Michael R. Gallagher, Jesse K. Kreye, Erika T. Machtinger, Alexis Everland, Nathaniel Schmidt, Nicholas S. Skowronski, October 2022




Restoration of degraded eastern US forests through prescribed fire may have public health benefits by reducing tick populations and disease transmissions.

Fire intensity, severity, frequency, seasonality, and spatial variation have differential effects on tick species and life stages; more work is needed to incorporate tick population control into forest restoration objectives.

Tick control by prescribed fire will require recurring fire and should not be considered as a single treatment.

In this paper, the authors describe how fire suppression in eastern US forests has greatly expanded microclimatic conditions favoring tick abundance and pathogen transmission. They propose an ecologically-based tick population control strategy as an alternative to current tick management  focused on wildlife host control, spraying aracacides or fungal tick pathogens, and individual practices of tick avoidance. They provide evidence of the direct and indirect effects of prescribed fire on tick populations, habitat, and hosts, and propose that tick control can be an additional outcome of recurring prescribed fire for ecological restoration.

More than a century of fire suppression in the eastern US forests has resulted in the replacement of fire-adapted species by shade-tolerant species at higher densities. This process (forest mesophication) has been widely documented throughout the region and is considered to be a degradation of once widespread, more open ecosystems. These structural and compositional changes have affected forest microclimates and greatly expanded conditions that favor tick survival and interactions with their wildlife hosts. For example, short periods of dry conditions can induce tick population mortality and restrict host-searching behaviors (questing), but litter accumulation increases forest floor humidity, and increased shrub density stabilizes understory temperatures at optimal ranges for tick survival and questing.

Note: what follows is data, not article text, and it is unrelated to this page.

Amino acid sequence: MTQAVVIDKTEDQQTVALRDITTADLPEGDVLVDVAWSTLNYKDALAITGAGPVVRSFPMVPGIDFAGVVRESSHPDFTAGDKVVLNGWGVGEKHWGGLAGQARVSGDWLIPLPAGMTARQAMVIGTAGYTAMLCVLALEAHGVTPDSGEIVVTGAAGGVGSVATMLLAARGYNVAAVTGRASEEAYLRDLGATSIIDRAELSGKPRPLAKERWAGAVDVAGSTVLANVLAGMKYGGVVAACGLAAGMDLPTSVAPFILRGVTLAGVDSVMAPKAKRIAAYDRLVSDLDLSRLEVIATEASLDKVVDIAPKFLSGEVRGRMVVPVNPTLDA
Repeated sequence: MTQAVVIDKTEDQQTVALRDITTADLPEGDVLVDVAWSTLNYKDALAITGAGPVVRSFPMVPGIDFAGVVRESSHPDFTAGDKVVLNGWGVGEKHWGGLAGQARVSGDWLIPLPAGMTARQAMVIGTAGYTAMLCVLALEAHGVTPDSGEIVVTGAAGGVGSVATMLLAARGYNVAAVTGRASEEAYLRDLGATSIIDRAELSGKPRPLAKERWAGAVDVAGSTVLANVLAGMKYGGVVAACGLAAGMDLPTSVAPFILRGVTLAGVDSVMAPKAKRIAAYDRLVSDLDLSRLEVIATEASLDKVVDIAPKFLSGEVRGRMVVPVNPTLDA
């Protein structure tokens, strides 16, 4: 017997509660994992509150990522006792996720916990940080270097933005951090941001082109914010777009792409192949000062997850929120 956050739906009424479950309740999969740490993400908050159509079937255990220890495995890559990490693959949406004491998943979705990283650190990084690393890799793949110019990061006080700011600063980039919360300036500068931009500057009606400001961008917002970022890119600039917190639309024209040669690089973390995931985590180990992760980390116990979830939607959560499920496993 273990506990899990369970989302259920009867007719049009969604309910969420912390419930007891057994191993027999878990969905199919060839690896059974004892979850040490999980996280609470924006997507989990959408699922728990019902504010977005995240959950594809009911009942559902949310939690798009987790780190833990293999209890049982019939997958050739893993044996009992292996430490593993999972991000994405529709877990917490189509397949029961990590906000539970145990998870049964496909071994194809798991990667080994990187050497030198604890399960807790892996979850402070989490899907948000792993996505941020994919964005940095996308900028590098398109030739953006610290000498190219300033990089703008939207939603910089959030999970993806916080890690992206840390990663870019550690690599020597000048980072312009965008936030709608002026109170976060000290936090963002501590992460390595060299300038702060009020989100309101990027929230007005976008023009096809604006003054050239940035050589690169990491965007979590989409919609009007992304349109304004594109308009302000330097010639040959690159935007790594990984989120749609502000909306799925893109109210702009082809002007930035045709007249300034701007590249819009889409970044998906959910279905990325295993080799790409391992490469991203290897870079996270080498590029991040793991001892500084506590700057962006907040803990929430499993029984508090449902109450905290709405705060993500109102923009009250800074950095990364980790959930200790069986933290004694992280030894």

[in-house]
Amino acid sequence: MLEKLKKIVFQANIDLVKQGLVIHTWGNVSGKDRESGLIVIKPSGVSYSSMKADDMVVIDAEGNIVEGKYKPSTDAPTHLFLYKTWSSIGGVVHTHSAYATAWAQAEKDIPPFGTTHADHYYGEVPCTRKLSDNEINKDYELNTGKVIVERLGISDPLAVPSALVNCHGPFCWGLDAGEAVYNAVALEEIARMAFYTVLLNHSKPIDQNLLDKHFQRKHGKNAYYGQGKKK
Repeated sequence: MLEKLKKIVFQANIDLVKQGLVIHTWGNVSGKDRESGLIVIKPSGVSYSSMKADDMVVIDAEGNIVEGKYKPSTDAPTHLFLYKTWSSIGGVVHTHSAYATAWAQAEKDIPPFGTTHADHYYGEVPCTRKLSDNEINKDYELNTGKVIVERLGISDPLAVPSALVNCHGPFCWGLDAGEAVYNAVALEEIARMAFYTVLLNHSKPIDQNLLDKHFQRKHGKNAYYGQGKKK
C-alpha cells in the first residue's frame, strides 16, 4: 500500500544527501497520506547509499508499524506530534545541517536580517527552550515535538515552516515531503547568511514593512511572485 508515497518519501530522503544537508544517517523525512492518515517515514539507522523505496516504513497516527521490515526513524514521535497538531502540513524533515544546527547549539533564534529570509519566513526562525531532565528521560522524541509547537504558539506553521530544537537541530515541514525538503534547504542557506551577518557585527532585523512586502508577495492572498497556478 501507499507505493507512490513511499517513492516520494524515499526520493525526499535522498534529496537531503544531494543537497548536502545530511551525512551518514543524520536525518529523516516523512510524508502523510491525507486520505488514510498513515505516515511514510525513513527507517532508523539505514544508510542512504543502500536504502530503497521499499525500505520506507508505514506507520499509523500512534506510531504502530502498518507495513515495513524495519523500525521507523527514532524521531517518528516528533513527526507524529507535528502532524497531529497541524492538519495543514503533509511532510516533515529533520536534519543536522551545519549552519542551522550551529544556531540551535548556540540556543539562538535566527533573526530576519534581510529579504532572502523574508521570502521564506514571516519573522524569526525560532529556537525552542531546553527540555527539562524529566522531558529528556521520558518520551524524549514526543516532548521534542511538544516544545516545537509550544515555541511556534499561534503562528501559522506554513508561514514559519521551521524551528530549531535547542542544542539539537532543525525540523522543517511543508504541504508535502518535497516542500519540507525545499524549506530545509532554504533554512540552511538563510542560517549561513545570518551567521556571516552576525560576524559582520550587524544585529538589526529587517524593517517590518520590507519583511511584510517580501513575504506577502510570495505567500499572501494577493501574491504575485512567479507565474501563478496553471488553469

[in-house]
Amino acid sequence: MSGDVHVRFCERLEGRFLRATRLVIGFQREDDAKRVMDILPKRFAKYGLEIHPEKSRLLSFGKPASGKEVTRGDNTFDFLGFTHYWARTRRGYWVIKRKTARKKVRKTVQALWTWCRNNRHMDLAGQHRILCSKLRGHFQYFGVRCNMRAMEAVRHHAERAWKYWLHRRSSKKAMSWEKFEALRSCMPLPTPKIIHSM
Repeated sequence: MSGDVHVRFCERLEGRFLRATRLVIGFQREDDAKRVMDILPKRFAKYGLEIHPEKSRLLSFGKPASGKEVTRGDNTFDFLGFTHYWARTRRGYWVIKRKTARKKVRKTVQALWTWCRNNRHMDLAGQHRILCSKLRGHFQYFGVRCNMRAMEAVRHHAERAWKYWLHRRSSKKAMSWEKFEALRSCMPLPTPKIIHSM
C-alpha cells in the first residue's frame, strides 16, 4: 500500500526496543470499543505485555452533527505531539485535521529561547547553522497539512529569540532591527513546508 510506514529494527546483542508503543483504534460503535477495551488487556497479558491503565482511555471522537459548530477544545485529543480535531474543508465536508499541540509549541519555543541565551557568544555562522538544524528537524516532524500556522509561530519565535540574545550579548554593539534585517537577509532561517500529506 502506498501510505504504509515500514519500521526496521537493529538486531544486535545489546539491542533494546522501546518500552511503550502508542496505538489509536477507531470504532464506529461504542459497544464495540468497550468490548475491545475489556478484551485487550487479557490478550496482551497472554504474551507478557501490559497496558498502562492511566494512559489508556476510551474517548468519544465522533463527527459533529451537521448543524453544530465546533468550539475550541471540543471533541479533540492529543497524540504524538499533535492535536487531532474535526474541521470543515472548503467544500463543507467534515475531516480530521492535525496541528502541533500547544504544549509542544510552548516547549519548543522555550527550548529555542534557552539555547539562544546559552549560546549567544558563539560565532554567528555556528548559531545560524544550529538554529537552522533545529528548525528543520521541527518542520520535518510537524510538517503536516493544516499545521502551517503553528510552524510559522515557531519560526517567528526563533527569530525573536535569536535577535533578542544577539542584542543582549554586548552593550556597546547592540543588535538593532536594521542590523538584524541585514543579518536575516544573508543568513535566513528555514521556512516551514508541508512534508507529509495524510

Differences in forest structure observed by a terrestrial laser scanner (TLS) for a frequently burned pitch pine forest (left) and a fire-excluded pitch pine forest (right). The more open understory in the frequently burned forest features shorter vegetation and warmer, drier conditions that are less hospitable to ticks. (Photo: Michael Gallagher)

Currently, more than 75% of US vector-borne human disease cases are tick-borne. The diseases are primarily carried by three tick species: black-legged tick (Ixodes scapularis), lone star tick (Amblyomma ameicanum), and dog tick (Dermacentor variabilis). Black-legged ticks carry the pathogens for Lyme disease, babesiosis, anaplasmosis, ehrlichiosis, and other diseases. Lone star ticks transmit pathogens that cause tularemia and other diseases, and are the likely source of   alpha-gal syndrome. Dog ticks transmit Rocky Mountain spotted fever and tularemia. Ticks require a blood meal from a vertebrate host at each life stage in a 2-year cycle. Though developmental phenologies vary among tick species, in general, the larval stage is most vulnerable to temperature and moisture extremes. Pathogens are acquired when ticks feed upon a reservoir species (a host infected with the pathogen); most commonly, white-footed mice, eastern chipmunks, and shrews. Other vertebrates, including white-tailed deer, wild turkey, and racoon are not reservoir species, but serve to spread and amplify tick populations.